Samsung Display (SDC) at CES 2018
January 15, 2018
Samsung showed a 7.3” inward folding display in a smartphone mockup. The device was twice the thickness of a typical smartphone and definitely not a real product. Samsung Display still has technical issues with the foldable display and while Samsung Electronics would like to release a product this year, it is questionable whether the issues can be resolved this year. SDC also showed a 9” rollable display that was also a prototype.
Figure 1: Samsung’s Rollable Tablet
The display that drew the most interest on the floor was Samsung Electronics’ 144” 4K Wall that was composed of multiple micro LED panels. The display had comparable contrast to OLEDs and had very viewing angle degradation. The display had a very low pixel density for its size, but it was just a prototype. When asked about timing, Samsung representatives gave a very loose estimate of 1 -9 years.
Figure 2: Samsung Electronic’s Micro LED—“the Wall”
Commercialization of Micro LED displays are advancing since Sony unveiled CLEDIS (crystal LED integrated structure) display based micro LED technology in 2016. As the key technology of mass transfer has yet to mature, micro LEDs will be initially applied to smart wearable devices and large-size displays which do not require high ppi (pixel per inch) levels, such as the Wall. As "pick and place" process is difficult for volume production for micro LED displays researchers from Sophia University's Graduate School of Science and Technology in Japan, the University of Tokyo's Institute of Industrial Science, and US-based Ostendo Technologies, are developing monolithic process where a RGB array is formed on a micro LED wafer that can be directly used on a display. Based on the current development, there are two directions for applying micro LED technology: one is small displays with 200-300ppi for wearables, and the other is 55-inch and larger displays with low ppi such as 15ppi. The low resolution is unnoticeable when viewed from a distance as evidenced by the Wall.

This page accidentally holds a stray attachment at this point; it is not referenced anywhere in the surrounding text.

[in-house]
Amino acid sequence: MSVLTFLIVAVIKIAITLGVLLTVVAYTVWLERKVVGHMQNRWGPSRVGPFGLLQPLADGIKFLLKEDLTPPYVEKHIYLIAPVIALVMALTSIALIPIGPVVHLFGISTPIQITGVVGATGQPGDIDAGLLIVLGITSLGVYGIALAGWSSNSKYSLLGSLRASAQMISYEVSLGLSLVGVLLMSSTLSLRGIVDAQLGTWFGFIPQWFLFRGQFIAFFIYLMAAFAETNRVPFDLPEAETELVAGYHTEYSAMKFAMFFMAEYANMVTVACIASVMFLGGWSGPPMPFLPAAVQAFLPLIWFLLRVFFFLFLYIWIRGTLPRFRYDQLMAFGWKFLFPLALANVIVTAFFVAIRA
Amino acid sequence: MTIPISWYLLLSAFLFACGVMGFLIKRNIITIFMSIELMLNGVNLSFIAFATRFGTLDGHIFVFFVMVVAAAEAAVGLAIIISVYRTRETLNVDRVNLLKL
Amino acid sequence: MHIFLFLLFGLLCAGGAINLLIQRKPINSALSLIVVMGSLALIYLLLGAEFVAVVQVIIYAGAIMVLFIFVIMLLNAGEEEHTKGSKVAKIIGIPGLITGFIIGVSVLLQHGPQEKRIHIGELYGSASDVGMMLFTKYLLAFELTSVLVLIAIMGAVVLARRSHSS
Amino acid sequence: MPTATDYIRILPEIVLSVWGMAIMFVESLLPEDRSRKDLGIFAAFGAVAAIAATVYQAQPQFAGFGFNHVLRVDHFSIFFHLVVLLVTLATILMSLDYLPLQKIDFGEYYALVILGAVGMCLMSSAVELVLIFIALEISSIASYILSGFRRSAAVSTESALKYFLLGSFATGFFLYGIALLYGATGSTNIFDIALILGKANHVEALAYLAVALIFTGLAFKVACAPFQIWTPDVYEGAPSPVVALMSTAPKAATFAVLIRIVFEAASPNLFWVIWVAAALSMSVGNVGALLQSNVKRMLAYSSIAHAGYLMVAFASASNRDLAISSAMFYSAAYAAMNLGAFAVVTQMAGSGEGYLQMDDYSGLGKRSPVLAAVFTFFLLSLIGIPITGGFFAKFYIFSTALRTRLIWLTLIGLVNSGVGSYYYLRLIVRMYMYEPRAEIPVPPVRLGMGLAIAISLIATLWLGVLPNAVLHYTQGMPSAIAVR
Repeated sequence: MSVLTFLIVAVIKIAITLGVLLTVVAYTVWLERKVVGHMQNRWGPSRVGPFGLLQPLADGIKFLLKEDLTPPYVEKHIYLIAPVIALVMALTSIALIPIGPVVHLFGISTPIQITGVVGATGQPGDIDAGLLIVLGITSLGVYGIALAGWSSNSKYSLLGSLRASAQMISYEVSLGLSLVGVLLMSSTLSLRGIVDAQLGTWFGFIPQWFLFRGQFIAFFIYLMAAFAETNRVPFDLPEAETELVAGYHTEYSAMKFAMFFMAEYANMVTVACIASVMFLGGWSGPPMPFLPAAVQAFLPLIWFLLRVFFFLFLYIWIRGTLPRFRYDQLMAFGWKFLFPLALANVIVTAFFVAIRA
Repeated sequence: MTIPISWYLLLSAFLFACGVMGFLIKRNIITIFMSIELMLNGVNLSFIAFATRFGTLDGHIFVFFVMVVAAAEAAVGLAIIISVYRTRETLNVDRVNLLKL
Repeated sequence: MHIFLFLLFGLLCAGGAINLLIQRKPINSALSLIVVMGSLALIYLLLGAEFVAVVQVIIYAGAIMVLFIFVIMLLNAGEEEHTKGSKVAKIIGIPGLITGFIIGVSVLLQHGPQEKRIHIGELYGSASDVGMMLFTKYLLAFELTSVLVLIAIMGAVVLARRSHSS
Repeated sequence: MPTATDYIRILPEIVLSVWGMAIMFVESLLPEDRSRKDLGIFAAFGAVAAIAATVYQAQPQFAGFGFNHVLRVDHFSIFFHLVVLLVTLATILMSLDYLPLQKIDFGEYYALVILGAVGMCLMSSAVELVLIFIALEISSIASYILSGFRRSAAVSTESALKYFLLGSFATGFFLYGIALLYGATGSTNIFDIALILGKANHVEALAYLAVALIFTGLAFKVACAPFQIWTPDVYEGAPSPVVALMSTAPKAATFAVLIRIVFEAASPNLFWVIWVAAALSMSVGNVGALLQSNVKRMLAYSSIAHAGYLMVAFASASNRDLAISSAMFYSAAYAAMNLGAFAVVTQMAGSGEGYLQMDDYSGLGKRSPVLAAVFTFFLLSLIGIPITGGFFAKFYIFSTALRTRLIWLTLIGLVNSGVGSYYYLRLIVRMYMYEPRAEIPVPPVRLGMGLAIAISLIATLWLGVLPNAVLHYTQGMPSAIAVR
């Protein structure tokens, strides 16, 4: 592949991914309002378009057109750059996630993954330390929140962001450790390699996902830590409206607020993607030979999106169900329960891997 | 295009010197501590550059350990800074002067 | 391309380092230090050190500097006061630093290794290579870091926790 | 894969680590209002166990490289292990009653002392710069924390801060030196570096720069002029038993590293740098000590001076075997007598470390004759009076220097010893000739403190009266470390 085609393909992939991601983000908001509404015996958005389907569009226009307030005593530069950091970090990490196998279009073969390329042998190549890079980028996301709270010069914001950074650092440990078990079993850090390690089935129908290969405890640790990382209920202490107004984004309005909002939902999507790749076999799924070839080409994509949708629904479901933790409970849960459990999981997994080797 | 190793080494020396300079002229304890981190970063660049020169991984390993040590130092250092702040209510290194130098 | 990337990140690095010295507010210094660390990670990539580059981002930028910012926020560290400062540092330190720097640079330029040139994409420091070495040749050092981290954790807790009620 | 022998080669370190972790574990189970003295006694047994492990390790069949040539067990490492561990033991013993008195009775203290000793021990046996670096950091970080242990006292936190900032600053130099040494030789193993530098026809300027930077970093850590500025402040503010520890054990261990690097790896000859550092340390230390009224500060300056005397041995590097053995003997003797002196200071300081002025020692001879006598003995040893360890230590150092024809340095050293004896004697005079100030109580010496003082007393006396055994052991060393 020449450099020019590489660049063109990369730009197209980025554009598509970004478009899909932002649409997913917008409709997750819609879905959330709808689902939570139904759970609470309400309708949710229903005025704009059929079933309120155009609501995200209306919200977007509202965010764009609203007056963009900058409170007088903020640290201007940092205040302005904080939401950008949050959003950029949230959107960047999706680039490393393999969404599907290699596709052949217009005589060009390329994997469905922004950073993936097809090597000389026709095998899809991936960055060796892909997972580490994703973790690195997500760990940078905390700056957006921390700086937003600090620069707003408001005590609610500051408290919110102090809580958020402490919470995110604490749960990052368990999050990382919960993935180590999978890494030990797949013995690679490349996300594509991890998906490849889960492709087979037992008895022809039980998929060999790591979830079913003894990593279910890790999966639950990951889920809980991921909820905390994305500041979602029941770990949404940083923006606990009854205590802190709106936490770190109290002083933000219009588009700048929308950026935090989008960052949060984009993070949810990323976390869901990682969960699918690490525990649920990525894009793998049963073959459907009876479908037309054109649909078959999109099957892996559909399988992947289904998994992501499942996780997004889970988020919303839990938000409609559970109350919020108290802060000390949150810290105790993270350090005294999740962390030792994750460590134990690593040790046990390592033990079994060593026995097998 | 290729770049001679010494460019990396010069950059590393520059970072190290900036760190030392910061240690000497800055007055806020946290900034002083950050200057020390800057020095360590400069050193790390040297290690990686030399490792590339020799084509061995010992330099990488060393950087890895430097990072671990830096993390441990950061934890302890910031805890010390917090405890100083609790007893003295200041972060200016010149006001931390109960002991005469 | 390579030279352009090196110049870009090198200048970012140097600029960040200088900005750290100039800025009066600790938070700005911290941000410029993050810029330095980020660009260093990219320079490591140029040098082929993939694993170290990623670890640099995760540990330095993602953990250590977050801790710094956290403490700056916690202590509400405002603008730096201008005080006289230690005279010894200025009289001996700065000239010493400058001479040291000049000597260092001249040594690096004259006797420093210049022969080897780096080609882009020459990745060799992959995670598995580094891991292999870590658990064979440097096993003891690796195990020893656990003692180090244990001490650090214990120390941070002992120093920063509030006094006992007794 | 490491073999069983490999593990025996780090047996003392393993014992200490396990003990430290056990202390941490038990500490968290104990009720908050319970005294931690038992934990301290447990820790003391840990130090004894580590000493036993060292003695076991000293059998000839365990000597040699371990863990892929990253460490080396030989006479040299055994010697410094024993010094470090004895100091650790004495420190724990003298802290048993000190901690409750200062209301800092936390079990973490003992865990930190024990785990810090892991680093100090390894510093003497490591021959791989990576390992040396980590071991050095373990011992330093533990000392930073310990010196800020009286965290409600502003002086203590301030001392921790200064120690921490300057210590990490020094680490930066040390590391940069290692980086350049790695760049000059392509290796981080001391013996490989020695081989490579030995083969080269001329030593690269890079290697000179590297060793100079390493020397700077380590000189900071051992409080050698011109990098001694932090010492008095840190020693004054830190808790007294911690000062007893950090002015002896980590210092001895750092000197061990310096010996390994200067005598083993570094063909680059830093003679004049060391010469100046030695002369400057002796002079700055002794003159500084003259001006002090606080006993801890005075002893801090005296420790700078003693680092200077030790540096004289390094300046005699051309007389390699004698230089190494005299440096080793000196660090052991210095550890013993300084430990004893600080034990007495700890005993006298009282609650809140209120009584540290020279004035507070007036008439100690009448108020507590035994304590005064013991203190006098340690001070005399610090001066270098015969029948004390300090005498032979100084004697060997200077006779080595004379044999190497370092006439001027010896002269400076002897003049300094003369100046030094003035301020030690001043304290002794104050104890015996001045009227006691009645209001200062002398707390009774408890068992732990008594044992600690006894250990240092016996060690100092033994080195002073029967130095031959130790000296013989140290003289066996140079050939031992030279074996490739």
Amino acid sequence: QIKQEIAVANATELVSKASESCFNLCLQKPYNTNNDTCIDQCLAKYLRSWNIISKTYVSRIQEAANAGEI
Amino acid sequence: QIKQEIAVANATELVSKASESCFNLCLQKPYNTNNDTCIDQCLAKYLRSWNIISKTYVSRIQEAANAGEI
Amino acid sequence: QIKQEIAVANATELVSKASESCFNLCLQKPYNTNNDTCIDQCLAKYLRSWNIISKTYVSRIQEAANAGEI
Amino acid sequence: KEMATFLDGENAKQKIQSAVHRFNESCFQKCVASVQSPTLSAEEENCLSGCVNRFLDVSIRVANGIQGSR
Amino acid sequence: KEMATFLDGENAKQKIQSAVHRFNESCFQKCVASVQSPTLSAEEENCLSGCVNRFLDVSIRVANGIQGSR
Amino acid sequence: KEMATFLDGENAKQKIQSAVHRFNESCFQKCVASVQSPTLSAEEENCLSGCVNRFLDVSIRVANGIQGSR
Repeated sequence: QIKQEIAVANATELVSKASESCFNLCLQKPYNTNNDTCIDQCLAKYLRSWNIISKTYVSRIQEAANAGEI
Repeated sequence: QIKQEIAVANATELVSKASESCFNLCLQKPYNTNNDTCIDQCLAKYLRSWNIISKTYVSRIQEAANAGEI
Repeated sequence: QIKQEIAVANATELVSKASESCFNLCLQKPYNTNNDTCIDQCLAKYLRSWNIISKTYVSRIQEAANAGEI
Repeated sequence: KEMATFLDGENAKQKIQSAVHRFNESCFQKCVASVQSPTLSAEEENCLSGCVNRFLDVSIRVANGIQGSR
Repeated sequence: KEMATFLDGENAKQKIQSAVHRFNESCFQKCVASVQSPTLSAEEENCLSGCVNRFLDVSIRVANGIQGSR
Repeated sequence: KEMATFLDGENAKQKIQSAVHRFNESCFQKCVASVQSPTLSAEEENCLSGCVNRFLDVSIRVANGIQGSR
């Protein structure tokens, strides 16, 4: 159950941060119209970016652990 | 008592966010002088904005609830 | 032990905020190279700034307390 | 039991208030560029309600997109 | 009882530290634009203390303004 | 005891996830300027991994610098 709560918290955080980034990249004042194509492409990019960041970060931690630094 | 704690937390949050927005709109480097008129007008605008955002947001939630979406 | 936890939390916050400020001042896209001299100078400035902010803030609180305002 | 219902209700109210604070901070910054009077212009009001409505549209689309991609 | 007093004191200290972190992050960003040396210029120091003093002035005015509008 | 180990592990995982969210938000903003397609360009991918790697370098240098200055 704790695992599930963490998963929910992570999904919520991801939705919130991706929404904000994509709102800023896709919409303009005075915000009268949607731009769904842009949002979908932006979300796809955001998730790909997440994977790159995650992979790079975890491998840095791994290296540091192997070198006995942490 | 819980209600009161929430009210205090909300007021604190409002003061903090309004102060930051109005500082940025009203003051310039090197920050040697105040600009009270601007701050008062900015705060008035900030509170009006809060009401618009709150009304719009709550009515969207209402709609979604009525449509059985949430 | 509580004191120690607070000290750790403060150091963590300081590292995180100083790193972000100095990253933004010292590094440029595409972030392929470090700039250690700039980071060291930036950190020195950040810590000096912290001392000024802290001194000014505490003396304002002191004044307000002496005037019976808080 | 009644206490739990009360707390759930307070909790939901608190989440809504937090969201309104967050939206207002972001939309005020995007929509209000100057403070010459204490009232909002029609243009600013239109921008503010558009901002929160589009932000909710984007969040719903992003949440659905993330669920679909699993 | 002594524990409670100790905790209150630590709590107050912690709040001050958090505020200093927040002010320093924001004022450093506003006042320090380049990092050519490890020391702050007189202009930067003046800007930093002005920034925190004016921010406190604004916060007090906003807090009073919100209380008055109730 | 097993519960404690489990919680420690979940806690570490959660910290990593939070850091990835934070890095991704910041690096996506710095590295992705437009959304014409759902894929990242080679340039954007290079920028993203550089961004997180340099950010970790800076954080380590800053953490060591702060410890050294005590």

SDC also showed a 55” LCD TV with a QD based color filter. It was placed in a dark corner of their suite and seemed rather dull, clearly not as bright as the film based versions. Synaptics, which makes the front sensor that enables in-display fingerprint scanning, announced that Vivo would become its first customer. But CES 2018 gave Vivo its first chance to show off the sensor in action, and it was a sight to behold. The process was so seamless, if you blink, you’ll miss it. During a demonstration, a Vivo representative woke her phone by raising it, and a little blue icon appeared on the display where the home button might normally be situated. Once she placed her fingerprint on the lit-up sensor, the phone unlocked and the on-screen sensor disappeared, leaving her to enjoy the full-screen view of the Vivo phone. Samsung in their private booth showed an OLED Smartphone panel w/Fingerprint sensor in front, but there was no demonstration. Trying to fit a fingerprint sensor on the front of a phone while also expanding the length of displays has bedeviled phone makers. For last year’s Galaxy S8 and Note 8 flagships, Samsung wound up placing the fingerprint sensor on the back of its phones to accommodate the new Infinity display, while Apple did away with the fingerprint sensor entirely on its iPhone X. Vivo may not be as well known as those two giants, but the Synaptics-built sensor gives its upcoming phone a noteworthy feature.